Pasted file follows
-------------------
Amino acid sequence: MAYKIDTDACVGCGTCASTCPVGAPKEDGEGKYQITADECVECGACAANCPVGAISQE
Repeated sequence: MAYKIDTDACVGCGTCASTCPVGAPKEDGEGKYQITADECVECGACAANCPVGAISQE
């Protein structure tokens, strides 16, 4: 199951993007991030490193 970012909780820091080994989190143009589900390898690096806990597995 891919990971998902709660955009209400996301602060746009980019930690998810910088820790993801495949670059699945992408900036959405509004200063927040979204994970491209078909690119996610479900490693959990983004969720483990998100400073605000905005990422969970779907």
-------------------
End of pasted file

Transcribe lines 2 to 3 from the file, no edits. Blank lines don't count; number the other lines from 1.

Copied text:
Repeated sequence: MAYKIDTDACVGCGTCASTCPVGAPKEDGEGKYQITADECVECGACAANCPVGAISQE
């Protein structure tokens, strides 16, 4: 199951993007991030490193 970012909780820091080994989190143009589900390898690096806990597995 891919990971998902709660955009209400996301602060746009980019930690998810910088820790993801495949670059699945992408900036959405509004200063927040979204994970491209078909690119996610479900490693959990983004969720483990998100400073605000905005990422969970779907």